The number of cases is rising. Texas has averaged more than 15,000 new cases per day since Tuesday, a 44 percent increase over the past 14 days.
Deaths also rise. The state records an average of 99 deaths per day from the coronavirus, a 127 percent increase over the past 14 days. That’s still slower than in previous waves, as a majority of the state’s oldest and most vulnerable residents have now been vaccinated.
Hospitals are almost overwhelmed, as we reported last week. Available intensive care beds have declined in Austin and other cities, and hospital admissions have increased 65 percent in the past 14 days.
Texas’ vaccination rates delay behind that of many other states. Only 45 percent of residents are fully vaccinated.
“We are entering the worst increase in numbers,” said Dr. Mark Casanova, a palliative care specialist in Dallas and a member of the Texas Medical Association’s Covid-19 Task Force, told The Texas Tribune. “This is the fourth round of what should have been a three-round fight.”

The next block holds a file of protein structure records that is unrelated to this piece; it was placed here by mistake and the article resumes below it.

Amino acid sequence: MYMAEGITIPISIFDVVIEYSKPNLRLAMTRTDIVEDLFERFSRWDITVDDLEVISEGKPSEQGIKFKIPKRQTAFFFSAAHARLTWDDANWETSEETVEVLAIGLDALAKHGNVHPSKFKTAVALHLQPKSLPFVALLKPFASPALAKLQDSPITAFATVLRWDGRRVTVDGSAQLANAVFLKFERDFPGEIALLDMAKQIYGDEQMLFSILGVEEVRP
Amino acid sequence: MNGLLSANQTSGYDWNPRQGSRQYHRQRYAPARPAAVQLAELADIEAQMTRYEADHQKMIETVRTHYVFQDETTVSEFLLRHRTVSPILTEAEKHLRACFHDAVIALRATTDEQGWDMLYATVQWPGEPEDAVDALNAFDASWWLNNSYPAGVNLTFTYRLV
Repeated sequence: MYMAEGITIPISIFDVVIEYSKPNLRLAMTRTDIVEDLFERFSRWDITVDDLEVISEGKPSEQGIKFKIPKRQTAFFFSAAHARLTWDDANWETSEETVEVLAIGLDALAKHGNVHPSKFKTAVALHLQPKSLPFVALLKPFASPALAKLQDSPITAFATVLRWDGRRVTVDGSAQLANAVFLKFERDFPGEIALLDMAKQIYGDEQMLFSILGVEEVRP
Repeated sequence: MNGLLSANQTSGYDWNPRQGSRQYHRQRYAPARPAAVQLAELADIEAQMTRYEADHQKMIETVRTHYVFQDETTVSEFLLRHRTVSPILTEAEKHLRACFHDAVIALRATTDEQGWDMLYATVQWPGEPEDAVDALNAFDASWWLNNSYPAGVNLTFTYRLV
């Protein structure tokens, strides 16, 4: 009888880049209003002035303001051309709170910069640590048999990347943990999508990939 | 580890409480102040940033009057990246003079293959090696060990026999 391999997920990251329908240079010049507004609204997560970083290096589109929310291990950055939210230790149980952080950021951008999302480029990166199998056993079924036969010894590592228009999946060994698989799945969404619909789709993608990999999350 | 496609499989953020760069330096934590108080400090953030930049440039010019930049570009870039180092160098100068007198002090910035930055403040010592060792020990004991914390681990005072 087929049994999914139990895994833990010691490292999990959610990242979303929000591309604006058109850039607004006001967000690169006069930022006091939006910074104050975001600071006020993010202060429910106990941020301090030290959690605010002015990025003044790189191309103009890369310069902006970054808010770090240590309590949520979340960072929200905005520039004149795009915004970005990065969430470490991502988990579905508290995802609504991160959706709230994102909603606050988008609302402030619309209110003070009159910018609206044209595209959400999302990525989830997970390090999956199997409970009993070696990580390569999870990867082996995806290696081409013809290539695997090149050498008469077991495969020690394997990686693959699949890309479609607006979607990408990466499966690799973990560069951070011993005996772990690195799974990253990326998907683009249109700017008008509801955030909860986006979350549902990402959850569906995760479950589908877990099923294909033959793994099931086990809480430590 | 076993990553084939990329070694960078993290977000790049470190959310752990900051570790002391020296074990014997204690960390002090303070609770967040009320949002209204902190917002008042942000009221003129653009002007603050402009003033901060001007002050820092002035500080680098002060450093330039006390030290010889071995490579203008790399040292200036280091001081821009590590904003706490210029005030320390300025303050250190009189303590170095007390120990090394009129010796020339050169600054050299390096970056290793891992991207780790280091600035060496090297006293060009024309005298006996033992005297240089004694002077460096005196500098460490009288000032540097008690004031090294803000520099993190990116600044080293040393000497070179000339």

Abbott maintains its ban on mask mandates. On Sunday, the Supreme Court sided with the state and ruled that schools should not require masks.
What else do we follow
What are you doing
Safety comes first in my profession. As a school bus driver, I make sure our windows are down or cracked at least an inch when the weather is bad. No student enters my bus steps without a well-fitting mask. I bought an automatic hand sanitizer that every student uses when they board. The bus is mopped daily. No, I am not paid to continue. Yes, I spend my own money on additional items. But our children deserve education. They deserve that adults take that extra step to ensure their safety. — Holly Dooley, Indianapolis
Let us know how you are coping with the pandemic. Drop us a comment here, and we can include it in an upcoming newsletter.
Sign up here to receive the briefing by email.